Investment Turnover Ratio
Investment turnover ratio, or simply portfolio turnover ratio, is a measure that expresses how often assets within a fund are bought and sold by the managers. It’s commonly used in the context of mutual funds or other pooled investment vehicles, and it provides an insight into the fund manager’s trading activities and investment strategy.
The formula to calculate the portfolio turnover ratio is:
Turnover Ratio = (Total of New Securities Purchased or the Amount of Securities Sold – whichever is less) / Average Assets Under Management
The result is often expressed as a percentage. A high turnover ratio, say 100%, could mean that the fund’s entire portfolio has been replaced over the course of the year. This might be indicative of an active management style where the fund manager frequently buys and sells securities.
On the other hand, a low turnover ratio suggests a more passive management style, which might involve a “buy and hold” strategy.
The turnover ratio can be useful for investors when considering the potential impact of transaction costs and capital gains taxes. High turnover ratios could lead to higher transaction costs and possibly more short-term capital gains, which are generally taxed at a higher rate than long-term gains. Therefore, a fund with a high turnover ratio may have a higher cost associated with it than a fund with a lower turnover ratio.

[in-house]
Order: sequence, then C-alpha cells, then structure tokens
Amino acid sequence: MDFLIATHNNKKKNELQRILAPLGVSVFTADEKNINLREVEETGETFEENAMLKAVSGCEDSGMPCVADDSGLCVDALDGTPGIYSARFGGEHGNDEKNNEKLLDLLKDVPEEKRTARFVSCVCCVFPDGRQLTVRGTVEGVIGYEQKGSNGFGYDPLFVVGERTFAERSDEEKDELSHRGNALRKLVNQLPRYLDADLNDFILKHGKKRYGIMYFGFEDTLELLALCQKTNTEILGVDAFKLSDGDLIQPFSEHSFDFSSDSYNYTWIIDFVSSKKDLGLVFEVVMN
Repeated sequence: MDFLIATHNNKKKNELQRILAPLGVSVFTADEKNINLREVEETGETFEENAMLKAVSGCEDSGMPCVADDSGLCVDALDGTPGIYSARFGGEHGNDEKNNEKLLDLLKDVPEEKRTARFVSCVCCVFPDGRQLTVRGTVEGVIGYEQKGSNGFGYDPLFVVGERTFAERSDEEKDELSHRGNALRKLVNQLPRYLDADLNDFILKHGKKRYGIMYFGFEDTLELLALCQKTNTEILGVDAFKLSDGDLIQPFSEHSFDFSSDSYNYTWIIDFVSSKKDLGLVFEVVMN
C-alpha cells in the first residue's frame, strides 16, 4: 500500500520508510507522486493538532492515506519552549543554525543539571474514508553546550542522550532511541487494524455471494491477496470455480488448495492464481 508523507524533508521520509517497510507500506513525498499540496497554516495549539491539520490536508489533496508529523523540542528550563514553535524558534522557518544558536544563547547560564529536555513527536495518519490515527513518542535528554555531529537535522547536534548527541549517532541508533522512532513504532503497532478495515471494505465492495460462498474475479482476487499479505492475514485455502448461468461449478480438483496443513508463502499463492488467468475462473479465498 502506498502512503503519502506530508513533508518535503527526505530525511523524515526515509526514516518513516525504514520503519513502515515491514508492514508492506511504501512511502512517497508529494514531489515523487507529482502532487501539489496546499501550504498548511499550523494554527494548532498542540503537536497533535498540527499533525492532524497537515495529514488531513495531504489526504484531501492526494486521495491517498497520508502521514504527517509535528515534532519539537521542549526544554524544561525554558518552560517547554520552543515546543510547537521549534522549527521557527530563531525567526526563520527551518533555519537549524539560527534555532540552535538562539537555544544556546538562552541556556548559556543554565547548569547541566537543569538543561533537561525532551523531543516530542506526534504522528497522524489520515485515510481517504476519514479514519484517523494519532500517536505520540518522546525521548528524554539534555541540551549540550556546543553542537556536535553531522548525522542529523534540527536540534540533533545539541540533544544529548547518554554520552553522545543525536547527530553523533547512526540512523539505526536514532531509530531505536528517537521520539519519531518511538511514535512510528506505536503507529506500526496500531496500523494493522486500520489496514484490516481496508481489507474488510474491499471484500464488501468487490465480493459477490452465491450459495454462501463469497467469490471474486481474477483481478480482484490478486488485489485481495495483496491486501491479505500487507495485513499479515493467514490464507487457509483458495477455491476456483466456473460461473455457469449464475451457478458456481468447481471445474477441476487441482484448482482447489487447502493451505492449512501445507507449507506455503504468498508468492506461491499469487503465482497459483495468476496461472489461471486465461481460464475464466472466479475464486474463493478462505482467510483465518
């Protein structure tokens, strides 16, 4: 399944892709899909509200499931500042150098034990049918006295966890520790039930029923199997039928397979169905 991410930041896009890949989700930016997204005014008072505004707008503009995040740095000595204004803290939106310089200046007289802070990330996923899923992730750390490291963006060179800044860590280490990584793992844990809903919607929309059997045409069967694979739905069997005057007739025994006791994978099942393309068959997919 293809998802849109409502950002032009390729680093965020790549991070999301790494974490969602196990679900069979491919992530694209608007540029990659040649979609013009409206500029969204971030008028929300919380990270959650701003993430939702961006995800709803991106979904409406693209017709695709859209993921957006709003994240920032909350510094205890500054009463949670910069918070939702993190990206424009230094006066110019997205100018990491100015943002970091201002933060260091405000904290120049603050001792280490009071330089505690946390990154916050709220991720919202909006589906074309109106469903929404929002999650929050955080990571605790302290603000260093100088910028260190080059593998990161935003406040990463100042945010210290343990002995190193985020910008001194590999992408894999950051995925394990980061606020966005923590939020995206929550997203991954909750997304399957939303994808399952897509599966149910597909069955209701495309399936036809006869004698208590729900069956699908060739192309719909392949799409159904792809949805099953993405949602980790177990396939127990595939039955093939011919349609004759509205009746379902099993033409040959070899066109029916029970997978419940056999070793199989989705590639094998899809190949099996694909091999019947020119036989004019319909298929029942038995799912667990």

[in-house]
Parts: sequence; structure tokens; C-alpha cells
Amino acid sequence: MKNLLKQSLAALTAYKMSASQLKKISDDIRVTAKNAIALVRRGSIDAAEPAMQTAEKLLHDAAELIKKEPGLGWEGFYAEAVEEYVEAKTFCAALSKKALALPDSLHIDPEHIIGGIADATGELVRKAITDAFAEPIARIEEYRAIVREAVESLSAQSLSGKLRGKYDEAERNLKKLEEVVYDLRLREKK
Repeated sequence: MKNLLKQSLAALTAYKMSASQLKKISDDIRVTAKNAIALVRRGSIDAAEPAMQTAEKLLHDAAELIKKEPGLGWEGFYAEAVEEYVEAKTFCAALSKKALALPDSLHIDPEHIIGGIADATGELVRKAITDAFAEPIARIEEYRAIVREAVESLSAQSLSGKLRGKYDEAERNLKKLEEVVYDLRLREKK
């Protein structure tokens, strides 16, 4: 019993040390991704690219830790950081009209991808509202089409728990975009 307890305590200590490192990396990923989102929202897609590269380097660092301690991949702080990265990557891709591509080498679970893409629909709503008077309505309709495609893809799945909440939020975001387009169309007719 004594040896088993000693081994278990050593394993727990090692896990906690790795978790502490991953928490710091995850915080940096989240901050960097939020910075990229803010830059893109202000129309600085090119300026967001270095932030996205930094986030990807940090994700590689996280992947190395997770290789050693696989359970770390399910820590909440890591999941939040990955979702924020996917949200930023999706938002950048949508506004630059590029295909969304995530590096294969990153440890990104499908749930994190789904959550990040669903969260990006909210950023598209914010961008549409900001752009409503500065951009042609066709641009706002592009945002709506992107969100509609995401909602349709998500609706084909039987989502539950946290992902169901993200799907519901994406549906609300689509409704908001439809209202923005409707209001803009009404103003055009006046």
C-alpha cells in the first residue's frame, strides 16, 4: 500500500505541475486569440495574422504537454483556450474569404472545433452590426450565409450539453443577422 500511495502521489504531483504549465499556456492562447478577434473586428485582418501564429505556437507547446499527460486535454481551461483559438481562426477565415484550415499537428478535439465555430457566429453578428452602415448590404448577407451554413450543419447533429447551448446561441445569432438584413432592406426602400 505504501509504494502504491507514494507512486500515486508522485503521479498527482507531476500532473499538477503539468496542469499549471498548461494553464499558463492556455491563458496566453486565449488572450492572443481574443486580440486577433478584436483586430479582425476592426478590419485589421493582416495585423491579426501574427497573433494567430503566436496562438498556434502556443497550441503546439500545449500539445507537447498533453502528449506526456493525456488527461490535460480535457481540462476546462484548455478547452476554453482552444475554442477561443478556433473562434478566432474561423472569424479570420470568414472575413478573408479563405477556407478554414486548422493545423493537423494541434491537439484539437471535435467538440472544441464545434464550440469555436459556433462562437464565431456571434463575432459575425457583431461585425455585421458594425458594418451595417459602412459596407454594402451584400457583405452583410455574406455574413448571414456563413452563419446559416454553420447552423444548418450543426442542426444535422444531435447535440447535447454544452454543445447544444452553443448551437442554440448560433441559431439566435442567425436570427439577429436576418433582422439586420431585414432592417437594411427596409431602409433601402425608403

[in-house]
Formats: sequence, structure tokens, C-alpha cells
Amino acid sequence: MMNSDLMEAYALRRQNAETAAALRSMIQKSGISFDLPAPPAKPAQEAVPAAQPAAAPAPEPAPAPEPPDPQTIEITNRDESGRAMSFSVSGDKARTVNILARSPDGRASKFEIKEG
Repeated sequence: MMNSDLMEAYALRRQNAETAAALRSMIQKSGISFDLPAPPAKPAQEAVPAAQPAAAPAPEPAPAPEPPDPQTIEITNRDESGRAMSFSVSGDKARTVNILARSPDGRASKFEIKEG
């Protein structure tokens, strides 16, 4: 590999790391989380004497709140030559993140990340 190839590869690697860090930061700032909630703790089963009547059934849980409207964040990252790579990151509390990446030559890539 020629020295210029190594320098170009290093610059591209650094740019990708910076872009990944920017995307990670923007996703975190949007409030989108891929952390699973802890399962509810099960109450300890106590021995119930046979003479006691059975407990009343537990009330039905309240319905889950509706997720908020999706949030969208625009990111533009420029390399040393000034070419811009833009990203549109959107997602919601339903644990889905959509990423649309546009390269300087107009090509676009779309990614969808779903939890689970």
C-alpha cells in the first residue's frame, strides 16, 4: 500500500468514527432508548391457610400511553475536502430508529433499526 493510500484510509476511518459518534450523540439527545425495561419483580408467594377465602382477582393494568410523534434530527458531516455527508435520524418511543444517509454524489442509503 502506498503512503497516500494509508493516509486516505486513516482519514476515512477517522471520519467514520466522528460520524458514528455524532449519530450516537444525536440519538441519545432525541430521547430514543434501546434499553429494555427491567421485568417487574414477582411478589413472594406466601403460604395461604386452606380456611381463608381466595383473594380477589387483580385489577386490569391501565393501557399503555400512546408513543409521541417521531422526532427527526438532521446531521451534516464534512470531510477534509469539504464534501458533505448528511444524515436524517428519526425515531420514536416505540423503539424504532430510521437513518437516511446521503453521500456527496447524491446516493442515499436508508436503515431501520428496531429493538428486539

It’s important to remember that turnover ratio is just one aspect to consider when assessing a fund. Other factors like overall performance, risk level, investment strategy, and manager’s expertise should also be taken into account.
Example of the Investment Turnover Ratio
Let’s consider a mutual fund as an example:
Let’s say Mutual Fund A has $500 million in assets under management at the start of the year and ends the year with $600 million in assets under management. So, the average assets under management for the year would be $550 million (($500M + $600M) / 2).
During the course of the year, the fund managers bought $200 million in new securities and sold $150 million of securities. In this case, we take the lower of the two values, which is $150 million.
Then, the turnover ratio can be calculated as follows:
Turnover Ratio = ($150 million / $550 million) * 100 = 27.27%
This implies that Mutual Fund A replaces about 27.27% of its holdings every year. Given this relatively low turnover ratio, we can infer that the fund managers are more likely to employ a “buy and hold” strategy rather than active trading.
As mentioned before, a lower turnover ratio might result in lower transaction costs and fewer capital gains tax implications for the investors. However, it does not necessarily mean better overall performance. The fund’s performance should always be assessed in conjunction with other factors such as risk level, fund’s investment strategy, manager’s expertise, etc.